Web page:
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Minnesota House Passes Public Safety Policy Bill

Monday, April 8, 2024

SAINT PAUL, Minn. – Today, the Minnesota House passed HF 3614, the Public Safety Policy bill. The bill continues House Democrats’ comprehensive approach to public safety and crime prevention with support for victims, criminal justice reform, policy modernization, and more.

The bill is primarily directed toward improving support and outcomes for victims of crime. The bill implements important policies like enhanced confidentiality for victims and advocates and protection of data submitted to the Minnesota Sexual Assault Exam Payment Program. It also requires the Minnesota Department of Corrections to make a good-faith effort to notify a victim when the End-of-Confinement Review Committee has begun for the offender who victimized them and establishes a victim’s right to submit written input for the committee to consider.

“Our bill is a continuation of our efforts from last year, where we took a broad and holistic approach to public safety. With this bill we are building a more effective public safety system” said Chair Kelly Moller (DFL - Shoreview), author of the Public Safety Policy bill. “This bill has numerous provisions that strengthen protections for victim survivors of domestic violence and sexual assault and seek to prevent victimization.”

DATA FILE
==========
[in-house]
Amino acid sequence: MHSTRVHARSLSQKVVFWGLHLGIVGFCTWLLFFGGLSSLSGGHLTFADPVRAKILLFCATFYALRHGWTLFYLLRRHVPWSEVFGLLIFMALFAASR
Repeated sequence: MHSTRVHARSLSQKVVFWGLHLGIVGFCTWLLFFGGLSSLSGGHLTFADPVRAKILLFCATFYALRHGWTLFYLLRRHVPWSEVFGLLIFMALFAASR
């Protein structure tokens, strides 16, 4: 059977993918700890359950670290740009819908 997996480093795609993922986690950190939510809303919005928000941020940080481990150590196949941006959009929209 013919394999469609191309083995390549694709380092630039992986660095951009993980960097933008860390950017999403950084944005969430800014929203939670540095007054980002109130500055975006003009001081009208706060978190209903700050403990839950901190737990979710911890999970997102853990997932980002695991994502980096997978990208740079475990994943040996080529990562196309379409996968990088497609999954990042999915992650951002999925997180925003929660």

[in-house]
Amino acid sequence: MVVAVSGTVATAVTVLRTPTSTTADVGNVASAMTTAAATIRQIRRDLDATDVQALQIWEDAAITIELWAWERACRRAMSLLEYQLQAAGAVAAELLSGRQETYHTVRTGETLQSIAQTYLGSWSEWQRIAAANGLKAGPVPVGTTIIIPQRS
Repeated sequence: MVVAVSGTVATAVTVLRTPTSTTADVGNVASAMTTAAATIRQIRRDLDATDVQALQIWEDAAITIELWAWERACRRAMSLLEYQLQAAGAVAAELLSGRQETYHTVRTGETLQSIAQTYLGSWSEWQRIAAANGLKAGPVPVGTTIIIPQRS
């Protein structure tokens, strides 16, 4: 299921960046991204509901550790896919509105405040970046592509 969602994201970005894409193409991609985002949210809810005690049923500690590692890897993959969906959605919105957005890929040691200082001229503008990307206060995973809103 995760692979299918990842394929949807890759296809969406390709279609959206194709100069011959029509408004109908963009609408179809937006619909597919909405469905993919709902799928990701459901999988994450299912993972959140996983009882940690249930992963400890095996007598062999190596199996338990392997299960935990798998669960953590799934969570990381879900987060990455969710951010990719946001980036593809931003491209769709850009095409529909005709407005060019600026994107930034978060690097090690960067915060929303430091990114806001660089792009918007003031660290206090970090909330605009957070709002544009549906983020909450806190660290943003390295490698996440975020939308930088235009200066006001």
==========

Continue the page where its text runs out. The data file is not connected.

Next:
Criminal justice reform is another major component of the legislation. This includes impactful reforms like extending the “Good Samaritan” protections for drug overdoses to anyone caring for the person experiencing the overdose even if they are under the influence of an illegal substance, ensuring newly discovered evidence can be considered if someone may have been wrongly convicted, and allowing prosecution in either county for sexual assaults in which the victim was incapacitated in one county and awoke in another county. These are strong reforms which will have a real and positive impact on Minnesota residents, making our criminal justice system more just and equitable.

The bill also modernizes our approach to public safety to meet new standards and address emerging issues. Some examples include provisions to prohibit the sale of human bones and another to prohibit police training on “excited delirium,” a debunked diagnostic theory that resulted in significant disparities and harm to people of color.

This policy bill builds on last year's success when lawmakers invested in a diverse set of tools to improve public safety including gun violence prevention, funding for law enforcement and victims of crime, and modernizing our statutes to better address crimes like catalytic converter theft and carjacking. The historic funding for public safety aid and community crime prevention continue to have a positive impact, benefiting every community across the state.

Video of Monday’s floor session is available on House Public Information Services YouTube channel.



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